The World's First Computer With Data Storage
Technology has made major advancements since the mid 1900’s. Many consider the 1970’s to be the first time in history a computer was created and made available for purchase. This is the first time personal computers were available to the general public, but it’s definitely not the first time a computer was built and created in order to serve the general public.
In September 1956, IBM launched the first computer with magnetic disc storage, or what is more well-known as a hard disc drive (HDD). The 305 RAMAC (Random Access Method of Accounting and Control) weighed over 2000 pounds, cost $35,000 a year to operate, and only stored 5 MB (mega-bytes) of data. It could be leased to businesses for $3,200 per month in 1957. Over one thousand of these systems were manufactured between 1957 - 1961.
When IBM announced the availability of this massive machine, they released a film which chronicled the 5 year journey from research and development to the creation of th 305 RAMAC. The film was used to pitch this brand new machine to the modern-day business, offering to make the burdening task of data storage, data retrieval and mathematical functions a thing of the past. IBM emphasized such features as “recording transactions as they occur” and “processing amazing speed and unrelated data, randomly retrieved and randomly transacted”. The vast amount of storage the 305 ARAMAC was able to create was compared to the ability of the current punch card system. This contemporary computer of the times could collect and store as much as “32 cartons containing 64,000 IBM punch cards”.
Chrysler was the first company to purchase and use the 305 RAMAC. It was installed at their Motor and Parts division (MOPAR) and replaced a punch card storage structure that maintained their inventory control and order processing system. IBM also provided a 305 RAMAC for the 1960 Olympic Winter Games, held in Squaw Valley, USA.
Why was this so fascinating to the world? The 305 RAMAC was the first machine that allowed data to be stored and retrieved almost immediately. This is why it was marketed strictly as a business machine. At that time most businesses kept track of all their data - payroll records, accounting records, inventory, budgets, and general business information - on good old-fashioned paper, filed and organized in a structure best suited to the management of the business. It’s pretty obvious that with this type of system, one could spend hours sorting through organized files, trying to find the one piece of information that was needed.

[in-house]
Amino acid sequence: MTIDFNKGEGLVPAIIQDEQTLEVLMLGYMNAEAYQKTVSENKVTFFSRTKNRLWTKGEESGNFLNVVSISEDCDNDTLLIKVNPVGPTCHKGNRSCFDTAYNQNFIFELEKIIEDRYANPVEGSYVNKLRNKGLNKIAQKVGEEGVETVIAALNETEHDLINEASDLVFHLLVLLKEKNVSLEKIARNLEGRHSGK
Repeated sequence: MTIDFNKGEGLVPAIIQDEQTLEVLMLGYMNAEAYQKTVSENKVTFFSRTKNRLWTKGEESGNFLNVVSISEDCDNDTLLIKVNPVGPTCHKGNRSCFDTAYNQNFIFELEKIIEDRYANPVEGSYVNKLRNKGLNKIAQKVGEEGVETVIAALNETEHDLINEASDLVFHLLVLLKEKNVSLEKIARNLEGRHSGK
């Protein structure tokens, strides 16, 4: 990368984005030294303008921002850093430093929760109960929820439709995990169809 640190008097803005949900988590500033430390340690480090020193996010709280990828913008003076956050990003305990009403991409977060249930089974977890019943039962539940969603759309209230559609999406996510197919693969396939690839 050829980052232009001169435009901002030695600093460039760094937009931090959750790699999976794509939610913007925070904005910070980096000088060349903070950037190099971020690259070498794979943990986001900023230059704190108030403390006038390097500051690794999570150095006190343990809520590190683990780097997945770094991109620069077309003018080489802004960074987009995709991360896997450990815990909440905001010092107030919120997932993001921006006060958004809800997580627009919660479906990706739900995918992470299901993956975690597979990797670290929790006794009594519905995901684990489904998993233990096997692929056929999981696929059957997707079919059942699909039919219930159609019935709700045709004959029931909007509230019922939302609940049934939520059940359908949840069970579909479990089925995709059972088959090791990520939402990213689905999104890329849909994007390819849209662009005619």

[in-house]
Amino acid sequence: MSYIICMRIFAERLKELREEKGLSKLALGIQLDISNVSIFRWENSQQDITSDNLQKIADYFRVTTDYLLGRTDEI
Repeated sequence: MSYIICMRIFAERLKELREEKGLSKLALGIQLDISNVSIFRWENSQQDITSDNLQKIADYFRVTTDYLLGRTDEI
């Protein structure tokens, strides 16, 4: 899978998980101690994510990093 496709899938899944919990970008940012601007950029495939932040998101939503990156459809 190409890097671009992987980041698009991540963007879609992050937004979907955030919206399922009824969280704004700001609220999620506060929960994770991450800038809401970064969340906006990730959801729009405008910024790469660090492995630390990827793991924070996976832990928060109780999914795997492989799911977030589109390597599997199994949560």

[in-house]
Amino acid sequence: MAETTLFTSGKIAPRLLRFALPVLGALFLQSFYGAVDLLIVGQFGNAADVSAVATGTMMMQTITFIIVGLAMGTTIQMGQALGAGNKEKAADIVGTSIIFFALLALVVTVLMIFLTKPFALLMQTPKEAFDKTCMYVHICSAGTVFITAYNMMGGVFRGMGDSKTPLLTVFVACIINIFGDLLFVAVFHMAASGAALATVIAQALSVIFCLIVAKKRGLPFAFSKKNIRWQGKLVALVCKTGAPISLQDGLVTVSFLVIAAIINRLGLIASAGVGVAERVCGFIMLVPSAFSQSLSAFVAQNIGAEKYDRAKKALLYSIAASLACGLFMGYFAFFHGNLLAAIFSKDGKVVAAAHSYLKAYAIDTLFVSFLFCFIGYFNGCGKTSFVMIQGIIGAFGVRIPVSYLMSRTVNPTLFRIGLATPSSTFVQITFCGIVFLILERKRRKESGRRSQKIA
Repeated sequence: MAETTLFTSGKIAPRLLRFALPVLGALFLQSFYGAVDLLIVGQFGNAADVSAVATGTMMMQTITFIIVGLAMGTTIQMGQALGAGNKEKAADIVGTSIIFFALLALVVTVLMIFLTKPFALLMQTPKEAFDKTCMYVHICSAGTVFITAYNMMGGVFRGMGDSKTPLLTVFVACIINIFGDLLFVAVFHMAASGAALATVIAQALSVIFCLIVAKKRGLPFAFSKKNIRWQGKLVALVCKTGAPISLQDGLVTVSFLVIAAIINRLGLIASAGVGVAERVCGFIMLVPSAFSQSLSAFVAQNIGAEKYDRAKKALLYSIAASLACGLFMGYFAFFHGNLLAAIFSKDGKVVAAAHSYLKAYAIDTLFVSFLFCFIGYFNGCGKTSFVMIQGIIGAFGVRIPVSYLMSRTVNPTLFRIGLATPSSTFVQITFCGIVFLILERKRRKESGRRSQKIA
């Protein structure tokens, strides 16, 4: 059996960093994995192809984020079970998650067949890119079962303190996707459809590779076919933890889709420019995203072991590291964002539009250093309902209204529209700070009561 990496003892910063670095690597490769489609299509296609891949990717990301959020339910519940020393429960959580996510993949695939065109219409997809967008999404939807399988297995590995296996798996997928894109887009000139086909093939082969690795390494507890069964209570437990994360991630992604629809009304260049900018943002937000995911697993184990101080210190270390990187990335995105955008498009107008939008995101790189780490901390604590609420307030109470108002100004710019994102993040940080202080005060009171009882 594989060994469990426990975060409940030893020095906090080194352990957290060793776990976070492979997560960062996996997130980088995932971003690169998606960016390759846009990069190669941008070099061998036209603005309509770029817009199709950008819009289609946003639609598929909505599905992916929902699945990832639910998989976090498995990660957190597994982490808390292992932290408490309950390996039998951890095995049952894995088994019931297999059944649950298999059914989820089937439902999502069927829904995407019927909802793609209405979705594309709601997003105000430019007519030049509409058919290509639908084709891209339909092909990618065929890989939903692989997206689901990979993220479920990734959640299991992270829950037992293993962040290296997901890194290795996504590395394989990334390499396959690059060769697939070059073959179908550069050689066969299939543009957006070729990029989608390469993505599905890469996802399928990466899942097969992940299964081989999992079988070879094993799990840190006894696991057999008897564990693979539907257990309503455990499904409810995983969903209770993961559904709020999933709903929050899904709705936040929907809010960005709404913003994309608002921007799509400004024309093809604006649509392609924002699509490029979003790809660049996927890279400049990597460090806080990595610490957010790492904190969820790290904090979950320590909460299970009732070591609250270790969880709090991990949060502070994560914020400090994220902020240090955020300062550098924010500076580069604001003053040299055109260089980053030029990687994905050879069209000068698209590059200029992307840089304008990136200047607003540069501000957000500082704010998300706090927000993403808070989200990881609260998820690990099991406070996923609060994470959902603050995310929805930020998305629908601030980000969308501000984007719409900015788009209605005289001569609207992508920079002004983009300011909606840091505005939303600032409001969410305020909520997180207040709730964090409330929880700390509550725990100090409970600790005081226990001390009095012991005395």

A hard drive allowed for the immediate retrieval of information. This was a huge technical advancement and would have astronomical effects on the future of data storage. A 1998 article in the Electronic Engineering Times describes the release of the 305 RAMAC by IBM:
It started with a product announcement in May of 1955. IBM Corp. was introducing a product that offered unprecedented random-access storage — 5 million characters (not bytes, they were 7-bit, not 8-bit characters). This first disk drive heralded startling leaps in mass-storage technology and the end of sequential storage on punched cards and paper or Mylar tape, though magnetic tape would continue for archival or backup storage.
The disk drive was big, not quite ready for today’s laptop. With its vacuum-tube control electronics, the RAMAC (for “random-access method of accounting and control”) occupied the space of two refrigerators and weighed a ton. It stored those 5 million characters on 50 hefty aluminum disks coated on both sides with a magnetic iron oxide, a variation of the paint primer used for the Golden Gate Bridge.
The IBM 350 disc storage, or hard drive, inside the 305 RAMAC, contained 50 vertically stacked 24-inch hard discs and used up 16 square feet of space inside the computer. Data was stored and retrieved by use of an access arm while the aluminum discs spun at speeds of 1,200 rpm.
If you were to compare the 1956 305 RAMAC to today’s computers you would see a dramatic difference in volume of data stored and size of the machine. The original iPhone in 2007 included up to 8 GB of storage and weighed under one pound. A device weighing less than a pound could store approximately 8000 MB of data; that is 1600 times more storage than the 305 RAMAC. In a computer the size of two refrigerators, you could have stored one individual iPhone picture.
In fact, an original 1956 RAMAC is on display today at the Computer History Museum in Mountain View, CA. It was restored by two engineers, Dave Bennet and Joe Feng. And the answer is yes, it still works.
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